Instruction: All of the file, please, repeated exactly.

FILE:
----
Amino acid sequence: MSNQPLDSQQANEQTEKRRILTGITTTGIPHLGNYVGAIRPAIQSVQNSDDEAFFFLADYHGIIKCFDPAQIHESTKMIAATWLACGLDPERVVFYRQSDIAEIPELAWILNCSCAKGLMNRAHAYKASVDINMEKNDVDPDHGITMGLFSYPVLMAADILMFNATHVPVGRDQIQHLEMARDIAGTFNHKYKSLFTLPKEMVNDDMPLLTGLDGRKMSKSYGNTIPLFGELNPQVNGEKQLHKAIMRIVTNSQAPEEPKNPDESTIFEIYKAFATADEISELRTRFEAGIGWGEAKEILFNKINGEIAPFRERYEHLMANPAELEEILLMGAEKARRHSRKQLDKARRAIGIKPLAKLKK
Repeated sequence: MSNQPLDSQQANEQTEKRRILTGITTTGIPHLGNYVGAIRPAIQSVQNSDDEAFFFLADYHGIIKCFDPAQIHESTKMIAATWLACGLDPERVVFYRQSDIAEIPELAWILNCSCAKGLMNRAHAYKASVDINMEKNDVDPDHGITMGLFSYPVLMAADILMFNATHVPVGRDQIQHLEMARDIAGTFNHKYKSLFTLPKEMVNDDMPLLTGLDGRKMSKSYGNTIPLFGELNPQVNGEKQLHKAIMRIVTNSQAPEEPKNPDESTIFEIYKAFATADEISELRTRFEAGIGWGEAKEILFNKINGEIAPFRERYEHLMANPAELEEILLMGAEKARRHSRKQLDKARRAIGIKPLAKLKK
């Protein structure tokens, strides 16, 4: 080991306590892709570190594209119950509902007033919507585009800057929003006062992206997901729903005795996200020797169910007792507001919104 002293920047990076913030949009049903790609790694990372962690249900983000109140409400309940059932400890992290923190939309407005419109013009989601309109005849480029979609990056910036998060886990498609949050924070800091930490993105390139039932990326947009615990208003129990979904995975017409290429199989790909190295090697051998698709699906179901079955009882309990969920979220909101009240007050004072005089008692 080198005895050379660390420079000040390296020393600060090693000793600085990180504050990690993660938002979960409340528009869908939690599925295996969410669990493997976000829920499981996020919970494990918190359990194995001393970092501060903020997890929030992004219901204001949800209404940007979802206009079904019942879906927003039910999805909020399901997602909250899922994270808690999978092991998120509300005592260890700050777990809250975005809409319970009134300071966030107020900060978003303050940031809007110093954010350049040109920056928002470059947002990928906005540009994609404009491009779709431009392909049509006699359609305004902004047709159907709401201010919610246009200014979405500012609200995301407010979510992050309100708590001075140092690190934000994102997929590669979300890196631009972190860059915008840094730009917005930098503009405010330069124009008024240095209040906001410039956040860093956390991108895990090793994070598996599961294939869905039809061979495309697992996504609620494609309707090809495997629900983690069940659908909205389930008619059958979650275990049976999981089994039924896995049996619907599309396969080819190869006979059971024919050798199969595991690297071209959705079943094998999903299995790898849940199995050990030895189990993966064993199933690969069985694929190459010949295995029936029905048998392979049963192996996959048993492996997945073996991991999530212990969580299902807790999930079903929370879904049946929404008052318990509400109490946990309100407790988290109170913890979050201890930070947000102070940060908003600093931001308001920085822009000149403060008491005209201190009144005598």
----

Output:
Amino acid sequence: MSNQPLDSQQANEQTEKRRILTGITTTGIPHLGNYVGAIRPAIQSVQNSDDEAFFFLADYHGIIKCFDPAQIHESTKMIAATWLACGLDPERVVFYRQSDIAEIPELAWILNCSCAKGLMNRAHAYKASVDINMEKNDVDPDHGITMGLFSYPVLMAADILMFNATHVPVGRDQIQHLEMARDIAGTFNHKYKSLFTLPKEMVNDDMPLLTGLDGRKMSKSYGNTIPLFGELNPQVNGEKQLHKAIMRIVTNSQAPEEPKNPDESTIFEIYKAFATADEISELRTRFEAGIGWGEAKEILFNKINGEIAPFRERYEHLMANPAELEEILLMGAEKARRHSRKQLDKARRAIGIKPLAKLKK
Repeated sequence: MSNQPLDSQQANEQTEKRRILTGITTTGIPHLGNYVGAIRPAIQSVQNSDDEAFFFLADYHGIIKCFDPAQIHESTKMIAATWLACGLDPERVVFYRQSDIAEIPELAWILNCSCAKGLMNRAHAYKASVDINMEKNDVDPDHGITMGLFSYPVLMAADILMFNATHVPVGRDQIQHLEMARDIAGTFNHKYKSLFTLPKEMVNDDMPLLTGLDGRKMSKSYGNTIPLFGELNPQVNGEKQLHKAIMRIVTNSQAPEEPKNPDESTIFEIYKAFATADEISELRTRFEAGIGWGEAKEILFNKINGEIAPFRERYEHLMANPAELEEILLMGAEKARRHSRKQLDKARRAIGIKPLAKLKK
């Protein structure tokens, strides 16, 4: 080991306590892709570190594209119950509902007033919507585009800057929003006062992206997901729903005795996200020797169910007792507001919104 002293920047990076913030949009049903790609790694990372962690249900983000109140409400309940059932400890992290923190939309407005419109013009989601309109005849480029979609990056910036998060886990498609949050924070800091930490993105390139039932990326947009615990208003129990979904995975017409290429199989790909190295090697051998698709699906179901079955009882309990969920979220909101009240007050004072005089008692 080198005895050379660390420079000040390296020393600060090693000793600085990180504050990690993660938002979960409340528009869908939690599925295996969410669990493997976000829920499981996020919970494990918190359990194995001393970092501060903020997890929030992004219901204001949800209404940007979802206009079904019942879906927003039910999805909020399901997602909250899922994270808690999978092991998120509300005592260890700050777990809250975005809409319970009134300071966030107020900060978003303050940031809007110093954010350049040109920056928002470059947002990928906005540009994609404009491009779709431009392909049509006699359609305004902004047709159907709401201010919610246009200014979405500012609200995301407010979510992050309100708590001075140092690190934000994102997929590669979300890196631009972190860059915008840094730009917005930098503009405010330069124009008024240095209040906001410039956040860093956390991108895990090793994070598996599961294939869905039809061979495309697992996504609620494609309707090809495997629900983690069940659908909205389930008619059958979650275990049976999981089994039924896995049996619907599309396969080819190869006979059971024919050798199969595991690297071209959705079943094998999903299995790898849940199995050990030895189990993966064993199933690969069985694929190459010949295995029936029905048998392979049963192996996959048993492996997945073996991991999530212990969580299902807790999930079903929370879904049946929404008052318990509400109490946990309100407790988290109170913890979050201890930070947000102070940060908003600093931001308001920085822009000149403060008491005209201190009144005598």